Older readers will remember when WH Smiths on the Adolphe Maxlaan in central Brussels was an island of English culture in Brussels. The book store has meanwhile become Waterstones and today there is a greater choice of shops selling English books, but the pioneer spirit is still present at the Waterstones' stand at the Brussels Book Fair where a dedicated team of staff are determined to promote British books among the fair's largely Francophone audience.
Sabine Steen is responsible for children's books at Waterstones. At the fair she's very busy handing out goodiebags to the kids and there are only takers. British books find a ready audience in Belgium. Sabine Steen: "It is true the Flemish and more interested in English books than the Francophones. Many Flemings learn the language in their teens . They start reading early on, speak it better and go on to read more. There's a very wide audience for English books among the Flemish, while among Francophones it's largely either professionals or people learning the English language."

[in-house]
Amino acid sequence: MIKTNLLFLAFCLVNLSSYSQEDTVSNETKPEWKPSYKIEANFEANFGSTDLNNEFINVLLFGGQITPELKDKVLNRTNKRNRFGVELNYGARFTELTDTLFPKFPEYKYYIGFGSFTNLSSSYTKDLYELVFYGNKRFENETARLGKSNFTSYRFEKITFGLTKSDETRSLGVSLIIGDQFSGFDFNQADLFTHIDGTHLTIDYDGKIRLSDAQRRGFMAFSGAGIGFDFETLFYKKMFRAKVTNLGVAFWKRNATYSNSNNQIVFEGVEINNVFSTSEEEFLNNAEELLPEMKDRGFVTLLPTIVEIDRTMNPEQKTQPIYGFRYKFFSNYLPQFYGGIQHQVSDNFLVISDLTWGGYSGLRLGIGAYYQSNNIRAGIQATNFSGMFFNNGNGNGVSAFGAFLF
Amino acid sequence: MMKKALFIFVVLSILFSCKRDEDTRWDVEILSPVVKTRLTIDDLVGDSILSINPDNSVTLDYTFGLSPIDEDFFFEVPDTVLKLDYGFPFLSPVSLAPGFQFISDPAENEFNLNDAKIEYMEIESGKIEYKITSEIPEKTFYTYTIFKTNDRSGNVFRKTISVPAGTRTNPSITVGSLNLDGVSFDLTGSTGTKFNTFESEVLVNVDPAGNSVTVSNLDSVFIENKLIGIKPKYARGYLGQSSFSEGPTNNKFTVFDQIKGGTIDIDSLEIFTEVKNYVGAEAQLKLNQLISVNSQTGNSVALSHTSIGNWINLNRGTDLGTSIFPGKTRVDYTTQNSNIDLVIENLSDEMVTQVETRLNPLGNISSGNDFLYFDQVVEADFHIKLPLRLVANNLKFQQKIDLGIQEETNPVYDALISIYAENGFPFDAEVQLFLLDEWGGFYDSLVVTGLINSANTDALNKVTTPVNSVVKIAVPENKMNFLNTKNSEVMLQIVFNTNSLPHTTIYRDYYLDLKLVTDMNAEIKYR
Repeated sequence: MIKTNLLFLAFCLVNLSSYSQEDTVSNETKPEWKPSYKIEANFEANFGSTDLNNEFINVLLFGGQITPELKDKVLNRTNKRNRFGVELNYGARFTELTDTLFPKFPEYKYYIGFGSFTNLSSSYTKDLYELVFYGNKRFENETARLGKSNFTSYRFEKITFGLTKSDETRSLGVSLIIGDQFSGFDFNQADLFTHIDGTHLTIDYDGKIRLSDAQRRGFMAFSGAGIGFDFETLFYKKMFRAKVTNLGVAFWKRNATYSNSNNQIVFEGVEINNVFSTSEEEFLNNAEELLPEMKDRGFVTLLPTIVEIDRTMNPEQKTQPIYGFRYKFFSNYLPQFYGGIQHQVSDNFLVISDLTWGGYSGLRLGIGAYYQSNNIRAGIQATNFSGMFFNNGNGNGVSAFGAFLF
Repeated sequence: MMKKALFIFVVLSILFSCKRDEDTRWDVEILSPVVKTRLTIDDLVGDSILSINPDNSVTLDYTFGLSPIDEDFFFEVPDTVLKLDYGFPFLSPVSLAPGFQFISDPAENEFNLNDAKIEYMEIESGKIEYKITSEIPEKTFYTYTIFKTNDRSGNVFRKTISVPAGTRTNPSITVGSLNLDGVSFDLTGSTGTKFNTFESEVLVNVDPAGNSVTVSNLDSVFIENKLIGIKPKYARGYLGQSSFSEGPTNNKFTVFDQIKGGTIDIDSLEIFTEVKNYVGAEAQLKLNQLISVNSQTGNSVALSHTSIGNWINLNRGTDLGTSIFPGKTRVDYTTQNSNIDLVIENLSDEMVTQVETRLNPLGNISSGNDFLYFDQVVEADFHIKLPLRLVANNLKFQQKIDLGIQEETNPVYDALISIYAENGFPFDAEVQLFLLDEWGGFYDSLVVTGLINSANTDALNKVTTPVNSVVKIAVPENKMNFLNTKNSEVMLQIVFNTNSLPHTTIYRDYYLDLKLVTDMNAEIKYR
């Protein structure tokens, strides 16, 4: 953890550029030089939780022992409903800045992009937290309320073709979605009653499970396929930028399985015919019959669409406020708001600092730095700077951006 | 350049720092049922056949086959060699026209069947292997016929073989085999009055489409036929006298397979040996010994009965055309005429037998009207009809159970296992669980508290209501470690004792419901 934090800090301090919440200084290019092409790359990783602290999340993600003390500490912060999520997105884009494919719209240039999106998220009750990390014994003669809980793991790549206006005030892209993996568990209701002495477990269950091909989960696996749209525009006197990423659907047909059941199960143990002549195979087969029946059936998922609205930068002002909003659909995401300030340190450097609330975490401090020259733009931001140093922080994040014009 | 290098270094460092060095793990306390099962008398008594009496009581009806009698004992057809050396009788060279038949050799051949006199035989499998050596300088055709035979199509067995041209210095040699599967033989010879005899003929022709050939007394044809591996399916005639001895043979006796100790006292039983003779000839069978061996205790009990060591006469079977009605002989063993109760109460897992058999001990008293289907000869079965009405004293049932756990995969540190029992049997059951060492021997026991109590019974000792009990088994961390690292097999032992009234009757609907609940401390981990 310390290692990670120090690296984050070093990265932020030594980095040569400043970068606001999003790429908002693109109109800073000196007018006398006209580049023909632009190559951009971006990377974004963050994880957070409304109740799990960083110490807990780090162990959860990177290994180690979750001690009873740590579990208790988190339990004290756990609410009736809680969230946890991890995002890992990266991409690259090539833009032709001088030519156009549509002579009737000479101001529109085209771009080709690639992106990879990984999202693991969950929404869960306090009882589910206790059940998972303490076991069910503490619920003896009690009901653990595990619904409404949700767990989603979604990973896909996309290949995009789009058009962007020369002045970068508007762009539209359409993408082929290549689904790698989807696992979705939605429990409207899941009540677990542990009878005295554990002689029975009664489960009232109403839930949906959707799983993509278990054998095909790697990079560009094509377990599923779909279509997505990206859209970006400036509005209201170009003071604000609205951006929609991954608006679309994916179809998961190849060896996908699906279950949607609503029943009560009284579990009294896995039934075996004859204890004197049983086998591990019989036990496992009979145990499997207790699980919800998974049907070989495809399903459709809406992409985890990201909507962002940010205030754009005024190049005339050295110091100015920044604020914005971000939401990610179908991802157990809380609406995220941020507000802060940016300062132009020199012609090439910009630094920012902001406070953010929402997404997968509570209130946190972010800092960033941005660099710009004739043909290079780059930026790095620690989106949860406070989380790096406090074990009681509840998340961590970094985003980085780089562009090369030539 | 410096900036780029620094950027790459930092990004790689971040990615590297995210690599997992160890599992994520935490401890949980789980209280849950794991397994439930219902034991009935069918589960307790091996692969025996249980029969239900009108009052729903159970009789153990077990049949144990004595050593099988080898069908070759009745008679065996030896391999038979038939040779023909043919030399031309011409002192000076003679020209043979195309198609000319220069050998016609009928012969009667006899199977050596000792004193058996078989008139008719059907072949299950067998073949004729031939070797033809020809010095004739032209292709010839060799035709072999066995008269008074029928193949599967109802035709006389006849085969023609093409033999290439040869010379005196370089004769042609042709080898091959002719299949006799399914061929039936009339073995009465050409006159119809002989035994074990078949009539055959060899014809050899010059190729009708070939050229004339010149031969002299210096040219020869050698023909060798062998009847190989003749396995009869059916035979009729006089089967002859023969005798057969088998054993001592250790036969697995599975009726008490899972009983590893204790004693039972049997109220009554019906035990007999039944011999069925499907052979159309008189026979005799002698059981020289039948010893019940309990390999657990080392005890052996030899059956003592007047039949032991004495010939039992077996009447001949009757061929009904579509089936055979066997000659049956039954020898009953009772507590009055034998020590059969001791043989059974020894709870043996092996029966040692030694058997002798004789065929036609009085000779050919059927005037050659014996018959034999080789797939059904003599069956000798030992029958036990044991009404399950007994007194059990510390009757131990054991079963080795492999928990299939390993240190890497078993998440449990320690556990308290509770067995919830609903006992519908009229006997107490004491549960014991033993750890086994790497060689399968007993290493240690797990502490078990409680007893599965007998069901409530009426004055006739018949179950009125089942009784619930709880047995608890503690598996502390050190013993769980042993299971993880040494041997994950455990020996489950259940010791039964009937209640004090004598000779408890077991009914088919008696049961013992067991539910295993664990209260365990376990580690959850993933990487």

"Apart from Belgians we of course also rely on members of the international community based in Belgium. We do fiction, but also books on politics, the EU, business and economics. With over twenty English-medium or international schools in greater Brussels there's a big audience for English children's books. And of course there are also English language schools in Ghent and Antwerp. We do sell more fiction than non-fiction, but it it is quite well balanced. Some people feared the kindle would kill off the paper book. Well, I can tell you that hasn't happened in Brussels, though we do hold the monopoly for Kindle sales in Belgium."